Jack Lyons is a current student at UWC Atlantic College in the United Kingdom. Originally from New York, he attended high school in Seville, Spain before enrolling at Atlantic College in 2017. He had become interested in sustainable social development while teaching English to Nicaraguan refugees in La Carpio, Costa Rica in 2018. Jack then combined these experiences with architecture and design in 2019 when designing an upcycled refugee housing unit to be implemented in the Baalbek refugee camp in Lebanon. In this talk, Jack offers his perspective on the most effective way generation Z should start to view and address poverty and development in the coming decades by explaining his own experiences with people, places, and realizations.
Maisy Aleks Coco Wood
Raised in Swansea, Maisy grew up with a clear perspective to the harsh realities many faced in her community. She undertook numerous roles in charities. This left her hungry and with an affinity for social interactions, determined to work under humanitarian aid relief in the future. As a teen, Maisy found herself in the shoes worn by many; living a heavy nightlife in a strong drinking culture. She watched on as alcohol and mental illnesses gripped many of her friends and sexual assault became normalised. Her view of this remained unquestioned until October the 12th 2019. Her TEDx Talk will be on how her own experiences with sexual assault are reflected within the development of her personality, focusing on her progressive views and current definitions of the abuse. She believes that it is necessary to share her story and discuss the aftermath victims face, hoping that she can inspire listeners to empathise and become allies to those burdened with similar stories.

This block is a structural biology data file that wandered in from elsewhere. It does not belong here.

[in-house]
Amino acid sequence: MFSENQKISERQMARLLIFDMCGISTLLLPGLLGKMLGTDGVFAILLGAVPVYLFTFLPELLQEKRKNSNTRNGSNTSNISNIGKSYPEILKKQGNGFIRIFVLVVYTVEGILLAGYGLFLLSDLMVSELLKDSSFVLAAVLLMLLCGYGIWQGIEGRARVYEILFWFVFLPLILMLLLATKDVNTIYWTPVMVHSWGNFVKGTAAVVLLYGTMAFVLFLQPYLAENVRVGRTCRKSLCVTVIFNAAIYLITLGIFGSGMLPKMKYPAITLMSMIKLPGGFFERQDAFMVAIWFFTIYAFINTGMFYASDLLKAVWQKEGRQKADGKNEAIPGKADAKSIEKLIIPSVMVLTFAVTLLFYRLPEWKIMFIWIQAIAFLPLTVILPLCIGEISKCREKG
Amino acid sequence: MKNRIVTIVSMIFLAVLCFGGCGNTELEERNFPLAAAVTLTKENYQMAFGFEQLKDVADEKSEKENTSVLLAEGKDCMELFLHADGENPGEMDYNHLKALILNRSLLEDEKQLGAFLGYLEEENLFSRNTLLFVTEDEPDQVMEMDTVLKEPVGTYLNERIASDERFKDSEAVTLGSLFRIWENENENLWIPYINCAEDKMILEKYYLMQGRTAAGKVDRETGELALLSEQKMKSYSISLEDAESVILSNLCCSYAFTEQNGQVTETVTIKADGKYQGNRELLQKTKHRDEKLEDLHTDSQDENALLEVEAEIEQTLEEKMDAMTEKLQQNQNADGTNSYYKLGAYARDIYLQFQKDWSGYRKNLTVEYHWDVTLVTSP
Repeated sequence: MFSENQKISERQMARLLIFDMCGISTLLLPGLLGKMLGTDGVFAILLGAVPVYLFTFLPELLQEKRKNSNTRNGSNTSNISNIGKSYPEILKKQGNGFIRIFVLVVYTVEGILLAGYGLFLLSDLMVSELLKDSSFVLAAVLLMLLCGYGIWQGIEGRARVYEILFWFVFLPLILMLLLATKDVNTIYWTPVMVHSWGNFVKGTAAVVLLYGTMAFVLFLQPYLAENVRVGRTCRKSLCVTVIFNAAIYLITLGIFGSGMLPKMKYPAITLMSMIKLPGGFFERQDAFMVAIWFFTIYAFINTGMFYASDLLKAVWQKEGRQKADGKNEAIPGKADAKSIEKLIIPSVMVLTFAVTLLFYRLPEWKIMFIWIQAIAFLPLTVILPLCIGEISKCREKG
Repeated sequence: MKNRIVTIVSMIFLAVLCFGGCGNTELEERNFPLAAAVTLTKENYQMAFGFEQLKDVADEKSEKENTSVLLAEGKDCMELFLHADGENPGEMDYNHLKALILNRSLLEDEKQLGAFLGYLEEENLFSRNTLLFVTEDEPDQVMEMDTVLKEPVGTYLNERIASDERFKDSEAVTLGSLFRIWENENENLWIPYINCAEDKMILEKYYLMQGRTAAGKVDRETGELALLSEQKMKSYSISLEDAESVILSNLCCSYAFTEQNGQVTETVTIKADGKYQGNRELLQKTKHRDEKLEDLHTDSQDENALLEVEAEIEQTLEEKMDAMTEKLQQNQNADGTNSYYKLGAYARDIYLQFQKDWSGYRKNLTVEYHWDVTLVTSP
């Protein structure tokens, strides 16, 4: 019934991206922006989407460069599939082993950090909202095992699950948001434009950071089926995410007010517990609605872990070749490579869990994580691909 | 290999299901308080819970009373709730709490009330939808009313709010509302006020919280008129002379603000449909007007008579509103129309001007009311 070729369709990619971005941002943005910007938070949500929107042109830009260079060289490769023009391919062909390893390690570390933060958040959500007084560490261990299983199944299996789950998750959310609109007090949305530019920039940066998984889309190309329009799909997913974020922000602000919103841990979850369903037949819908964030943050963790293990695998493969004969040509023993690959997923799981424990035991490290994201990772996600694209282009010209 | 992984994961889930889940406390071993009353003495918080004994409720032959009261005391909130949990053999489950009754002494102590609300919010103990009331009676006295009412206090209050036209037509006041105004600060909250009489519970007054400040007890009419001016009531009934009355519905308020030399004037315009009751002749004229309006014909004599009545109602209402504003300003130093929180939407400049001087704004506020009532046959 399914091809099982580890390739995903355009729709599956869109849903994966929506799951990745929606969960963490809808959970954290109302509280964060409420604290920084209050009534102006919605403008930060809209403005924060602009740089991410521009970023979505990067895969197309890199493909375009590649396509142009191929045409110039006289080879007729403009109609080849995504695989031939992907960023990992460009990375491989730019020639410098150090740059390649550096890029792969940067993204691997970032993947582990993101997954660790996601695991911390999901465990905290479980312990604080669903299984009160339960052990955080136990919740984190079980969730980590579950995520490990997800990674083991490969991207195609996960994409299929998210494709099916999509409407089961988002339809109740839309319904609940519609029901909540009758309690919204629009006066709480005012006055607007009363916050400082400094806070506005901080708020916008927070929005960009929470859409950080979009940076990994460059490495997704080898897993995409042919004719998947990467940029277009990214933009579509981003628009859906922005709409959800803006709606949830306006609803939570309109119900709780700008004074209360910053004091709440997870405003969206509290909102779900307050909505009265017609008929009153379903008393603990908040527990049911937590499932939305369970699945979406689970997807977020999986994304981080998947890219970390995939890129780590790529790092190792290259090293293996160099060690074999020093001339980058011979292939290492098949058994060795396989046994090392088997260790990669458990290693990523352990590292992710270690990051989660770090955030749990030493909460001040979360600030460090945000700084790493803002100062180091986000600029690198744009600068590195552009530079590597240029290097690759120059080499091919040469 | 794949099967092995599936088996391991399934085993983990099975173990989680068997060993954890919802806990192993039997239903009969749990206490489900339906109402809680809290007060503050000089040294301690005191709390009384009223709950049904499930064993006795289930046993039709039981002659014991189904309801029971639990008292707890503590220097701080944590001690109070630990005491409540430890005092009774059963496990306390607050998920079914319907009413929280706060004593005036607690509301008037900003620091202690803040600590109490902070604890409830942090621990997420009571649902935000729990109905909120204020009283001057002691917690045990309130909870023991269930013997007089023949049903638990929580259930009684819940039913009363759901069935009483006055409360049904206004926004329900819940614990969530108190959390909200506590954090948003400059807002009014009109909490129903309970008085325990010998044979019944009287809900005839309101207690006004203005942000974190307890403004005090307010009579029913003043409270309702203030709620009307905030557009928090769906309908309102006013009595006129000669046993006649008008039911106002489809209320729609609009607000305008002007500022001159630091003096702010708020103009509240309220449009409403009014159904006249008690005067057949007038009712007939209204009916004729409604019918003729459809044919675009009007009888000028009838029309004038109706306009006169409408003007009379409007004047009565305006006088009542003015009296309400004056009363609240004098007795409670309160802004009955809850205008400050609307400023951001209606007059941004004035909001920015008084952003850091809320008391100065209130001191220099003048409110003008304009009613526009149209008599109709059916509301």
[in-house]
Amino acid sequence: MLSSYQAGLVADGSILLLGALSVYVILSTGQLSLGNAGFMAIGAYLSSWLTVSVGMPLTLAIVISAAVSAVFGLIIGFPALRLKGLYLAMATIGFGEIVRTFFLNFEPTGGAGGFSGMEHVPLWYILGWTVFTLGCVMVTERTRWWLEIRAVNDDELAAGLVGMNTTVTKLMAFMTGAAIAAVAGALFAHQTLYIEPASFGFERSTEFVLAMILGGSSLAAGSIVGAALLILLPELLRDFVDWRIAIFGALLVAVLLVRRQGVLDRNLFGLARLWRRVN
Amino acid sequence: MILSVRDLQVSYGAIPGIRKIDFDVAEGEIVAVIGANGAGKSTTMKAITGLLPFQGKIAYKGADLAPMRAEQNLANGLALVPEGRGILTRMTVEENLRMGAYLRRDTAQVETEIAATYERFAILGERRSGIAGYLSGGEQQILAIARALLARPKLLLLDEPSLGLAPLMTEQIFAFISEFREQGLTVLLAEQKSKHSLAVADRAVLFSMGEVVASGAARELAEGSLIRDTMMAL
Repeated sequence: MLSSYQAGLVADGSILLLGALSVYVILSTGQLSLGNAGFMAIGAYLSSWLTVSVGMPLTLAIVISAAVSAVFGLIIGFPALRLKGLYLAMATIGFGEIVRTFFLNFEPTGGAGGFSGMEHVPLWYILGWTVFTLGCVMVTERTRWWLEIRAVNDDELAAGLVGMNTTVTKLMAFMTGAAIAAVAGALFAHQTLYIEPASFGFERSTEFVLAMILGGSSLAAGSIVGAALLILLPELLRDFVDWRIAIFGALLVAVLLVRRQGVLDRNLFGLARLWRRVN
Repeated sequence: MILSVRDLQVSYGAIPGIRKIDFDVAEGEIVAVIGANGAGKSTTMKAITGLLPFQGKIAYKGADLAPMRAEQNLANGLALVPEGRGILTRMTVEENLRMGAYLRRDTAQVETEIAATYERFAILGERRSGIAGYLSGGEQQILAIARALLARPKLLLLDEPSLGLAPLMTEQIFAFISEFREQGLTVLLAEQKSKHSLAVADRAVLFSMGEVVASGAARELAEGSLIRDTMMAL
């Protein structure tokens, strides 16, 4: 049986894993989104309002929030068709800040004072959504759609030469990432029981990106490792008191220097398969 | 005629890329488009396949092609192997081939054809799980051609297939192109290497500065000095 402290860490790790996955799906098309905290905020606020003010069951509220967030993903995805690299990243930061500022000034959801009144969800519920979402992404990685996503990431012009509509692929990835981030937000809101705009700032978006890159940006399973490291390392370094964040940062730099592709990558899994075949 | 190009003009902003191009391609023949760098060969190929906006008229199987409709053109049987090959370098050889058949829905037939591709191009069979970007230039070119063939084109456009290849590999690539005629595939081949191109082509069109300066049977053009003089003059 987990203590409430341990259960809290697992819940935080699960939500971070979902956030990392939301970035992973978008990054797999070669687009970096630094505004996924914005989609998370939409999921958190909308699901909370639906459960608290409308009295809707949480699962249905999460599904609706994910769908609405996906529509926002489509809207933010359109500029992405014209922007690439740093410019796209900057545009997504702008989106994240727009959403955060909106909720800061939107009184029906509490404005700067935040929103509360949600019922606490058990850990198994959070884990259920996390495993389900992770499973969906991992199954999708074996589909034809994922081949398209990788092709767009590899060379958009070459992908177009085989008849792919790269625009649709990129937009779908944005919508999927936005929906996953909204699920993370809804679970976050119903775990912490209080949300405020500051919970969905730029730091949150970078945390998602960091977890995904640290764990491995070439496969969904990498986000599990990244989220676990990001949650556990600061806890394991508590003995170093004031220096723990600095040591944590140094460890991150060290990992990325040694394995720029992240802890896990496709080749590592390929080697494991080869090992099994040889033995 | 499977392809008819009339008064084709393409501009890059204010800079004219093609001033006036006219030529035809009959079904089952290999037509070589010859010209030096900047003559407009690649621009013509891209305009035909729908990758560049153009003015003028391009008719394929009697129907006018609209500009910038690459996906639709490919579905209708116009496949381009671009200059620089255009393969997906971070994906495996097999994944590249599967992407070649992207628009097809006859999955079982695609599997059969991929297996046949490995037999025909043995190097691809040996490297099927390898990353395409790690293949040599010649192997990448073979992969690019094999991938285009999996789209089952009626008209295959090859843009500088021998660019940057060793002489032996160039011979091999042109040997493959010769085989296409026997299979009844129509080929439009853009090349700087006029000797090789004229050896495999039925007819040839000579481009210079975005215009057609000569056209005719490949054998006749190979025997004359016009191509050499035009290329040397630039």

Melody Yacoubian is a 17-year-old student at Atlantic College in Wales, United Kingdom, one of 18 United World Colleges situated across the globe. Melody was born and raised in Montreal, Canada. Originally, however, she is Armenian, and her family has lived in Lebanon, Syria, Turkey, and Egypt. This multicultural background was omnipresent in her upbringing and has fostered a strong passion for world history, politics, and middle eastern studies. The drastic contrast between the western environment she was raised in and the middle eastern culture she was exposed to has given Melody a unique perspective on the Syrian Civil War and on the possibility of World War 3.